THE City of Winnipeg is exploring ways to cope with poor air quality, months after wildfire smoke cast a smelly haze over Winnipeg.
"Last year, we really saw that wildfire smoke create more issues in the city than we’ve seen before and more concern and more awareness, as we know, with climate change," Jason Shaw, Winnipeg’s assistant chief of emergency management, told council’s protection and community services committee on Friday. "We know the air quality is going to continue being more of a concern."
Three options are up for discussion.
Shaw said the city has reached out to Manitoba Health, Health Canada and other government officials to determine how best to cope with the issue. That’s led the city to consider more air quality monitoring, emergency responses and guidelines.
For example, the city is checking out if it would be feasible to set up "clean air shelters."
"We’re looking at potentially doing a pilot project with the federal government on clean air shelters… It looks like maybe working with our community clubs and some of our recreation centres to see what would it take to turn them into clean air shelters, what level of filtration, what level of (heating, ventilation, and air conditioning system) support they would need (to do that)," said Shaw.
The city will consider obtaining a series of small, portable air-quality monitors, which Shaw said can detect very small particles.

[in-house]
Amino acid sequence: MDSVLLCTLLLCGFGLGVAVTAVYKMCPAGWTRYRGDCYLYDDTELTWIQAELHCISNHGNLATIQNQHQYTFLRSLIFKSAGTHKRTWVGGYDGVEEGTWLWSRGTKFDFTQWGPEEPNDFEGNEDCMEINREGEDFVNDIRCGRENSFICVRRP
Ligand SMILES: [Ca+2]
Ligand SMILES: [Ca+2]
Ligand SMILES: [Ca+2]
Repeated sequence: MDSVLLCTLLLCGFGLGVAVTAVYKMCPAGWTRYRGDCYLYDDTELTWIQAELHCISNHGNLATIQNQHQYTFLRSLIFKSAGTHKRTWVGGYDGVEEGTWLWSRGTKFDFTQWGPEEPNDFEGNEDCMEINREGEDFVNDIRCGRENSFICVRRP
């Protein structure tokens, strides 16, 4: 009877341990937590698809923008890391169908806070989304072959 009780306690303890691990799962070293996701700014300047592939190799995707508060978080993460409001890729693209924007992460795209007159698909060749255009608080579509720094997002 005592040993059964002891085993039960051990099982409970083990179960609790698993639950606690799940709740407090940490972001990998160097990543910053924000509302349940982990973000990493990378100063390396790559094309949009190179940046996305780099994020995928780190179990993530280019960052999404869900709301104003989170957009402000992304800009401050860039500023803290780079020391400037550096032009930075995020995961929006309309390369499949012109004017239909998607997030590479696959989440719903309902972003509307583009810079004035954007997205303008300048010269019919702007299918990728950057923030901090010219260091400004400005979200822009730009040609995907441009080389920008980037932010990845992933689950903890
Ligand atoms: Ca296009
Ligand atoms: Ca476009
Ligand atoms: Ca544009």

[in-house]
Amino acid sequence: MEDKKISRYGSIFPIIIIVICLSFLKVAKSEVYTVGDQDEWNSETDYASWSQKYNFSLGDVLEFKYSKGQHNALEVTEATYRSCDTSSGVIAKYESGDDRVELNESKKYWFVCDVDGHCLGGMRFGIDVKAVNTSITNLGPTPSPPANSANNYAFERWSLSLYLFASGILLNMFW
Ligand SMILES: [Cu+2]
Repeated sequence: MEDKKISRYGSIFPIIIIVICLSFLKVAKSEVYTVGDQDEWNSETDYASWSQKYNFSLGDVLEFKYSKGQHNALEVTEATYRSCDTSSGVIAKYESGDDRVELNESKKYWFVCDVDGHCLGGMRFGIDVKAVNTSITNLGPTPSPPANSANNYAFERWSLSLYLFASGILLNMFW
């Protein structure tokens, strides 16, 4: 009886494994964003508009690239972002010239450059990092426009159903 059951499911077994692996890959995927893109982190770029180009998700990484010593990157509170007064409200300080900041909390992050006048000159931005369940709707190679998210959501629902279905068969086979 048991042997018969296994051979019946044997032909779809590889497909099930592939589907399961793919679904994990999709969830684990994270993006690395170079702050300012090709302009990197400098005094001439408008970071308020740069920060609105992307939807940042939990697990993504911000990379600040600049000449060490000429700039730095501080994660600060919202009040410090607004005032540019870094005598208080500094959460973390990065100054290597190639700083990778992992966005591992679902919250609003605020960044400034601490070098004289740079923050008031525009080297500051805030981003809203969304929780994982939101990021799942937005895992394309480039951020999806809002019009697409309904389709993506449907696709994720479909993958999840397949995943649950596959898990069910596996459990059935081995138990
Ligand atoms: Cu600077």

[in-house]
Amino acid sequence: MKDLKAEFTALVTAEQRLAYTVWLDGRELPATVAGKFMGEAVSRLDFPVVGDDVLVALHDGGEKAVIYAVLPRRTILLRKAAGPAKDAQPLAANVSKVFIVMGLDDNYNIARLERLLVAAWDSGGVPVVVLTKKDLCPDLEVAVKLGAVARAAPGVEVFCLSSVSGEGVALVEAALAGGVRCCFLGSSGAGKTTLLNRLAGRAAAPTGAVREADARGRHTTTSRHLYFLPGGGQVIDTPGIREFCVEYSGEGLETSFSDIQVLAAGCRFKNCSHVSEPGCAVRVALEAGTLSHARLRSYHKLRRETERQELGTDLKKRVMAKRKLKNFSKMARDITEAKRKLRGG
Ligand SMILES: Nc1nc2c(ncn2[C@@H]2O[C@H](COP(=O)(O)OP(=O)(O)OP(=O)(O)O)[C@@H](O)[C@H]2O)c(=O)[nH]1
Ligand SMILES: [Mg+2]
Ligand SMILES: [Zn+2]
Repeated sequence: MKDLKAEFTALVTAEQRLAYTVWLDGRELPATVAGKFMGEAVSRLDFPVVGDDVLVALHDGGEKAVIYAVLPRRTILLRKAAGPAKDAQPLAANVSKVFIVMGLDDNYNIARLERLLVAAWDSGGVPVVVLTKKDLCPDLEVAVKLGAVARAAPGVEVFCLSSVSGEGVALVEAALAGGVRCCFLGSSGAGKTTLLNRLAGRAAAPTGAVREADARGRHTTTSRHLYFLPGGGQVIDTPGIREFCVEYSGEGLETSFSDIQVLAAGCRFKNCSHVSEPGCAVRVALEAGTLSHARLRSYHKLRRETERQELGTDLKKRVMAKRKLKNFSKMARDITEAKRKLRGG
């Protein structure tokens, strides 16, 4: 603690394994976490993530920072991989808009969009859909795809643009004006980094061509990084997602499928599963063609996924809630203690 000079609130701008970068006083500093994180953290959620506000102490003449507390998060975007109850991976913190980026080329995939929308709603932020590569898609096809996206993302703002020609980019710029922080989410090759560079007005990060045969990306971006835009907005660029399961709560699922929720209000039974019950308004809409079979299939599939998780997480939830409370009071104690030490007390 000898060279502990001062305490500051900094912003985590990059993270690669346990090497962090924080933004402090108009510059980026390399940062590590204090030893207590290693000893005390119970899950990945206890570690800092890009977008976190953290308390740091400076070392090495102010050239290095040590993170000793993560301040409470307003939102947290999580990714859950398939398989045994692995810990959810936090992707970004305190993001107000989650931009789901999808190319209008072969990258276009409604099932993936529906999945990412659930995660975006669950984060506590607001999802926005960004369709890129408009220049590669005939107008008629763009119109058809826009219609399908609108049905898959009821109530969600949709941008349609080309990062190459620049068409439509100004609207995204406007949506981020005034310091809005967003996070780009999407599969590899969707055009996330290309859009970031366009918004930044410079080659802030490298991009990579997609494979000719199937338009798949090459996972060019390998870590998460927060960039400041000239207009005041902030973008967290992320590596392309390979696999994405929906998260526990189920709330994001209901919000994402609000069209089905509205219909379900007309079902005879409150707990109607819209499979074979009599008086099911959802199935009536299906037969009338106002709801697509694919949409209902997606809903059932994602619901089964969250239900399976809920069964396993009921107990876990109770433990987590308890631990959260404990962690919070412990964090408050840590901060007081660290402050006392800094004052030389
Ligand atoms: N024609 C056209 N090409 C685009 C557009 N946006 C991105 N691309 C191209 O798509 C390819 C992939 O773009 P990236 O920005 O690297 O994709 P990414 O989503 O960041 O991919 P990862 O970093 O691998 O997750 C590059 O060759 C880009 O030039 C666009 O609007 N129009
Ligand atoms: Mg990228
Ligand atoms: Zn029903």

"We might be able to work with the province on a pilot project to put a cadre of these out throughout the city to be able to get that better balance of air monitoring," he said.
Currently, the city has three air-quality monitors; two downtown and one in East Kildonan, Shaw said.
Finally, the city is researching possible policy changes that could set guidelines for when the city should shut down services that are more risky when air quality is poor.
"We want to be able to work with the federal government and the provincial government to determine at what level (it is) dangerous," said Shaw.
In July 2021, the city closed outdoor pools, wading pools and outdoor recreation programs for about two days due to poor air quality, as smoke from multiple wildfires settled over the city.
The closures were intended to protect public health, after the level of pollution was deemed to pose a "very high risk." At the time, Environment Canada warned the condition of the air could cause sore eyes, tears, coughing and a runny nose, and urged Winnipeggers to limit outdoor activity.
Born and raised in Winnipeg, Joyanne loves to tell the stories of this city, especially when politics is involved. Joyanne became the city hall reporter for the Winnipeg Free Press in early 2020.